I pray for Tim Buckley and Vanguard investors that they may see and understand the ripple effects of Vanguard’s fossil fuel investment strategy and the damage it is doing to the lives of other human beings, to our Mother Earth, and to the water. They have the power to be, for lack of a better term, “changemakers.” They have the power to change the way business is done.

Sitting in silent worship with those around me, my mind then takes a birds-eye view of all of us sitting in two rows of folding chairs across from Tim Buckley’s home in Wayne, PA, and it zooms up and over Philadelphia, then New Jersey, then the Atlantic Ocean to England where British Quakers are simultaneously holding a Meeting for Worship at a Vanguard office. I envision those from Quaker Earthcare Witness worshiping with us online. All told there are 150 of us sitting in prayer. It is this view, this vision of the growing global awareness about Vanguard’s errant ways, that gives me hope.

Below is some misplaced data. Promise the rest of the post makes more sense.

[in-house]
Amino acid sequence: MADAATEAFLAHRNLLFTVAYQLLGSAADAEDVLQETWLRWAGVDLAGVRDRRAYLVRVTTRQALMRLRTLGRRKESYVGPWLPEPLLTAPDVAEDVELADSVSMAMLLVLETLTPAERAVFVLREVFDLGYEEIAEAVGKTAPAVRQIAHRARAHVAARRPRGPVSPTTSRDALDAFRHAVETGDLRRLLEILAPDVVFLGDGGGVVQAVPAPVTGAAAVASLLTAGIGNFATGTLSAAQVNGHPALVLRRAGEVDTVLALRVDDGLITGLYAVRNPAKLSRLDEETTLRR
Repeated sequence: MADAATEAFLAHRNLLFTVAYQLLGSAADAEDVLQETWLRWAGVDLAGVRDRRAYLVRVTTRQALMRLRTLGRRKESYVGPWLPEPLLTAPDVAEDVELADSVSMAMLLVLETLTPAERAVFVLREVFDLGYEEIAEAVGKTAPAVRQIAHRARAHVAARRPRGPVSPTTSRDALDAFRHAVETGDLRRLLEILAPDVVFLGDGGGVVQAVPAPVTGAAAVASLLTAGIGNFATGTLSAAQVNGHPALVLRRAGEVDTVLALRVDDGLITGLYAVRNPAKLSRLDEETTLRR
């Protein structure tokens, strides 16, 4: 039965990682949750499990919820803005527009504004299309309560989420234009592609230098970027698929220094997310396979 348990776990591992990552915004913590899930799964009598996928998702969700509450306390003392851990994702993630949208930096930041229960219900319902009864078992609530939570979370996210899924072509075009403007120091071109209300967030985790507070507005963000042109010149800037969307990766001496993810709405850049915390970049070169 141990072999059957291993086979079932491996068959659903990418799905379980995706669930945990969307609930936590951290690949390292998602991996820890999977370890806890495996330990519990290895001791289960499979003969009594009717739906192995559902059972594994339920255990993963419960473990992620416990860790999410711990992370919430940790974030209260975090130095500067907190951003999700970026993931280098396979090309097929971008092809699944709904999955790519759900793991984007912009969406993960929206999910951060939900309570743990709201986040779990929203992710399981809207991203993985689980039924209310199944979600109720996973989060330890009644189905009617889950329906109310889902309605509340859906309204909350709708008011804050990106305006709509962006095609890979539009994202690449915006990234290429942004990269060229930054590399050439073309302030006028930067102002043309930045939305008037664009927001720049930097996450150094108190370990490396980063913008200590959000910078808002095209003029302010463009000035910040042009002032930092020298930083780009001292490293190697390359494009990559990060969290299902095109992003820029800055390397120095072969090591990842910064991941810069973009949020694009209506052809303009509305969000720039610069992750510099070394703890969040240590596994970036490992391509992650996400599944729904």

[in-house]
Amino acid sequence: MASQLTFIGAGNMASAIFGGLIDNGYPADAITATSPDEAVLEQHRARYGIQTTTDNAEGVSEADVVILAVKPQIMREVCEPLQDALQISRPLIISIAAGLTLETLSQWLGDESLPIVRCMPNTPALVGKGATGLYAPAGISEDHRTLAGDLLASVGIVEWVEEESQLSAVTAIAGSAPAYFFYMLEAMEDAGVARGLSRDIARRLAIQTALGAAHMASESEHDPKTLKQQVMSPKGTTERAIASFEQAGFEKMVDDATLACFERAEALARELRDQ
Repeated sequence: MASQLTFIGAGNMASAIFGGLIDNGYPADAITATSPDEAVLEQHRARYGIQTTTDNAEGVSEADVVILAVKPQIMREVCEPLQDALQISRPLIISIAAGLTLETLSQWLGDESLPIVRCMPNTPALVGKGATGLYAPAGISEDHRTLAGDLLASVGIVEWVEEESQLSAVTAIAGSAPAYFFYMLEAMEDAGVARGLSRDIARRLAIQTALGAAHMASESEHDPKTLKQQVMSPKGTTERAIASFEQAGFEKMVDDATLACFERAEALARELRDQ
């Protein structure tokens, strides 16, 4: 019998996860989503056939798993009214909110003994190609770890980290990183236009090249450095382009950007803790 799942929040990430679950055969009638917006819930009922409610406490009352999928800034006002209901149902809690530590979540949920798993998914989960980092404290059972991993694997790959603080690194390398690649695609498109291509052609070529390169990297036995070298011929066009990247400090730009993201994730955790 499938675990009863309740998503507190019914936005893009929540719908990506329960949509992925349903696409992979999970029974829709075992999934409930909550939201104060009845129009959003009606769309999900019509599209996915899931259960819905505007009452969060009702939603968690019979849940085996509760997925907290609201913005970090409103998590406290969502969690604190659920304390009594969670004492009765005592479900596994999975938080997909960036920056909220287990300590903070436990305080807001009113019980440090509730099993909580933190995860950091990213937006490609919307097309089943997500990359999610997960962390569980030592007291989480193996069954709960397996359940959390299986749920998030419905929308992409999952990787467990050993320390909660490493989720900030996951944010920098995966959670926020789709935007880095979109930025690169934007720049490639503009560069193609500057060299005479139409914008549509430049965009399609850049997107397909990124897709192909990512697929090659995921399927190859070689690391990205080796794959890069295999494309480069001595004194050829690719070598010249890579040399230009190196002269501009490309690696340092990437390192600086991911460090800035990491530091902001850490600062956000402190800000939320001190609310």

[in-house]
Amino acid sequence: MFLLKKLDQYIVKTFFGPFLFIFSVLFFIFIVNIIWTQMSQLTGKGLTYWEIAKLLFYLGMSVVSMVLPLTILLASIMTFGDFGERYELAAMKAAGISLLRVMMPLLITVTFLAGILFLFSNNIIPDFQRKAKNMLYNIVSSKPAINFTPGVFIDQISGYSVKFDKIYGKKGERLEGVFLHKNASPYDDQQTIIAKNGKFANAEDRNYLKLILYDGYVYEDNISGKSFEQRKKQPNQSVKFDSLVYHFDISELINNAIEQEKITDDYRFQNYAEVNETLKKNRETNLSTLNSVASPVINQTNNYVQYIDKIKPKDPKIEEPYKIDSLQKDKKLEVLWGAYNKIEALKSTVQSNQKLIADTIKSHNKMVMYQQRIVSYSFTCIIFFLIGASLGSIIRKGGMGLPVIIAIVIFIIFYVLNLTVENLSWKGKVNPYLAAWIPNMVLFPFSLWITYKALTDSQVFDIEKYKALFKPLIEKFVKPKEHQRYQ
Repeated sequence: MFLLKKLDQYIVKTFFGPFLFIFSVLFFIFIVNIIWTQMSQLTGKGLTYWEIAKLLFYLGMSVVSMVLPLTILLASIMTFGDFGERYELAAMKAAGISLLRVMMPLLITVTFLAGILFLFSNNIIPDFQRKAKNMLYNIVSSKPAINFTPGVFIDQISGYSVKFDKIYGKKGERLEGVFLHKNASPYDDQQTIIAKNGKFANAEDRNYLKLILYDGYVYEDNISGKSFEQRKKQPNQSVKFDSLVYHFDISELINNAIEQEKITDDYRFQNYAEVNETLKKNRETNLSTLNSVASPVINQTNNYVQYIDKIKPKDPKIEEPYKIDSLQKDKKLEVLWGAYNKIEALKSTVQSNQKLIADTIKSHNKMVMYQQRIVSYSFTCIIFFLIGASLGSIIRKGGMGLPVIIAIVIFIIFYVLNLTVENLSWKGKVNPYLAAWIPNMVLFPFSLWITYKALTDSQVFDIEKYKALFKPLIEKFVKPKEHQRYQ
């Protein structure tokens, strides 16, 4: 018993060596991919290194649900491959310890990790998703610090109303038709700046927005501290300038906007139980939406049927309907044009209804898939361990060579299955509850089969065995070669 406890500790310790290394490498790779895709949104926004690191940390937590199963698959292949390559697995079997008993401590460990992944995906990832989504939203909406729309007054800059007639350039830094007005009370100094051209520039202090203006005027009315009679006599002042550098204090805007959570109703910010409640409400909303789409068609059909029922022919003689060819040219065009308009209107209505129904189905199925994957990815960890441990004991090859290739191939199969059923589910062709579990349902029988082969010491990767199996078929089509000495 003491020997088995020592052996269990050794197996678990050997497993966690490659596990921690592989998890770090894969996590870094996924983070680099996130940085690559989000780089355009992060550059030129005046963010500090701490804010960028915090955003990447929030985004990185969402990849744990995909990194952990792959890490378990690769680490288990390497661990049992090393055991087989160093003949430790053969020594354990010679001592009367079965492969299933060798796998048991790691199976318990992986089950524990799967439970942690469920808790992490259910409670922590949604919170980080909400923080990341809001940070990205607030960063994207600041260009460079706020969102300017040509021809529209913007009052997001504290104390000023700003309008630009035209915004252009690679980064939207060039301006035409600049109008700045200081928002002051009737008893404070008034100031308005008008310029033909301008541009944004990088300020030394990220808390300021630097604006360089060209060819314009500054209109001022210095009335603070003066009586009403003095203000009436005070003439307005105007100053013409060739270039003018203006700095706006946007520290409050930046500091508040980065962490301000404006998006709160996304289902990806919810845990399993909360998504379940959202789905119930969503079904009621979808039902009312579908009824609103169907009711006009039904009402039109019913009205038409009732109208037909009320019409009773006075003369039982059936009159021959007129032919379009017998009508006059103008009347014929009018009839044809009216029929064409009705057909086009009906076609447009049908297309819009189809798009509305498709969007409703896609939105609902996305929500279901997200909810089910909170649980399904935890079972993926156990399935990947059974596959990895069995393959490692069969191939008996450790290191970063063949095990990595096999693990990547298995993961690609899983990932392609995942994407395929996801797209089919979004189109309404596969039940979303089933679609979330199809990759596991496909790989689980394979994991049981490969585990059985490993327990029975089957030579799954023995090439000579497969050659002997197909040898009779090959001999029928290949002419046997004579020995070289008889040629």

I am left with a glimmer of the power of what’s possible. The power of 50 people singing and marching and rolling together in prayerful walk and worship. The power of 100 more souls in England and online. And the power of our pocketbooks and the change that can bring. The change that it will bring.

In hope, in prayer, we find ourselves here
In hope, in prayer, we’re right here

Lyrics by Batya Levine

Photo at top by Rachael Warriner